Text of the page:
July 12, 2009 - Betty (Schmidt) Mulholland

On its fifteenth anniversary in 1995, Concordia Deaconess Conference—Lutheran Church-Missouri (CDC) presented the Phoebe Award to Deaconess Betty Ruth (nee Schmidt) Mulholland in recognition of her diaconal work within the Synod.

Betty was born in St. Joseph, Michigan, on December 13, 1933.  She was baptized and confirmed at Trinity Evangelical Lutheran Church in St. Joseph, where she was also consecrated as a deaconess on May 22, 1955.   Betty’s first deaconess placement was to Bethesda Lutheran Home, Watertown, Wisconsin.  There she worked from 5 a.m. to 8 p.m., seven days a week with every other Sunday off, caring for the most profoundly developmentally disabled women. 

After taking a break to care for a young family of four children, Betty returned to deaconess service at St. Paul’s Lutheran Church, Munster, Indiana, in September 1968 and retired from that position almost 30 years later, on January 1, 1998.  In the parish Deaconess Betty made hospital, shut-in, and rest home visits; led the ladies’ Bible class, altar guild, and Ladies’ Aid groups; established an Alzheimer’s support group; worked in many areas of women’s ministry, and served pretty much wherever she was needed.  As an Emeritus Deaconess, she has continued to work extensively with the congregation’s senior citizens club. 

When the LCMS Deaconess Program started at Concordia University Chicago in 1980, Betty agreed to teach one of the core deaconess classes for the first academic year, and she has continued to be a guest lecturer on numerous occasions since then.  Betty has also served the church as an advisor (1970-75) and elected member (1976-1990) of the Indiana District Board of Social Ministry (1970-75); member of the Indiana District Board for Congregational Services (2000-06); the LCMS Nomenclature Study Committee; and the subcommittee on Pastoral rites for the new Lutheran Service Book.  In addition, she served for 25 years as Secretary of the Board for the Lutheran Home of Northwest Indiana Endowment Corp. and Incorp.

Several years ago Deaconess Betty was asked to write a short summary of what it meant to her to be a deaconess.  I found a copy of her response in a file at Concordia Historical Institute in St. Louis.  Her page of thoughts read:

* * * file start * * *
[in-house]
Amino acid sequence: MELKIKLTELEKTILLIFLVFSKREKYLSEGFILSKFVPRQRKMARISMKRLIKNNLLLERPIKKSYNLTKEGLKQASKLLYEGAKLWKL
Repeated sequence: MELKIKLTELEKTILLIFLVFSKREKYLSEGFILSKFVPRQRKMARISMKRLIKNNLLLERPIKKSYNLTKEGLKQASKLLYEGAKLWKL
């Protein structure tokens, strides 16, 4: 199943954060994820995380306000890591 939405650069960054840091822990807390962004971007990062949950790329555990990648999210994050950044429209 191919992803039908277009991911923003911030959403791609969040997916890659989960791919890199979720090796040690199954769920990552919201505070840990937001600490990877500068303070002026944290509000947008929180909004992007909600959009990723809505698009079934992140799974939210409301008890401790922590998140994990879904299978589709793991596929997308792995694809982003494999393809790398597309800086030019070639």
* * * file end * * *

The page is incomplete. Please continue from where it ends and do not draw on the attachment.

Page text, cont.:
“What it means to me to be a deaconess cannot be put into words.  Meditating on being a deaconess is overwhelming and awesome to me.  For herein lies a great privilege, responsibility, opportunities unlimited, and above all, the blessings our Lord promises to those who follow Him and serve Him.

“The privilege of sharing my Savior’s love comes along every day.  Teaching, instructing, sharing, prayer, encouraging are daily occurrences.  But doing this accurately and to the point of total comprehension on the part of the sharer is nearly overwhelming, for I am accountable for these people to my Savior.  Accountable not just for what I say and do, but also for what I don’t say and don’t do, or even unintentionally mislead.  It is for this reason that I must be reliant on Scripture alone!

“My husband and children have been blessed through my being a deaconess.  Because of the ’24 hour on duty’ attitude my family has concerning my work – they have seen many opportunities also to serve our Lord – putting someone else’s needs first over our own.  This has made the work of the Church very much alive for them.  The faith of many of our old shut-ins has certainly shown our children how important our Lord is to our people – He is real and alive – He does care for us all – He does hear and answer prayer!

“Being a deaconess means to me that I am a professional church worker.  All the attributes and characteristics of a deaconess should be and are needed in each and every one of us as Christians.  We cannot take these off and put them on every day just as we change our clothes.  But when I put on my navy blue uniform – that means something else!  For now I represent my congregation and my Synod.  I have a position of leadership and responsibility that is official – not only among our own Synod members but to the world at large.  What my Lord commands comes first – this I must always profess and live.  Not my own selfish desires and needs – but His.  That’s quite a responsibility!  When I took my consecration vow I agreed to assume this responsibility.  My Lord has never forsaken me – for so He promised He would not – and as a professional church worker, I cannot forsake Him.

“To follow my Savior and to serve Him through the office of deaconess has brought me great peace, joy and contentment.”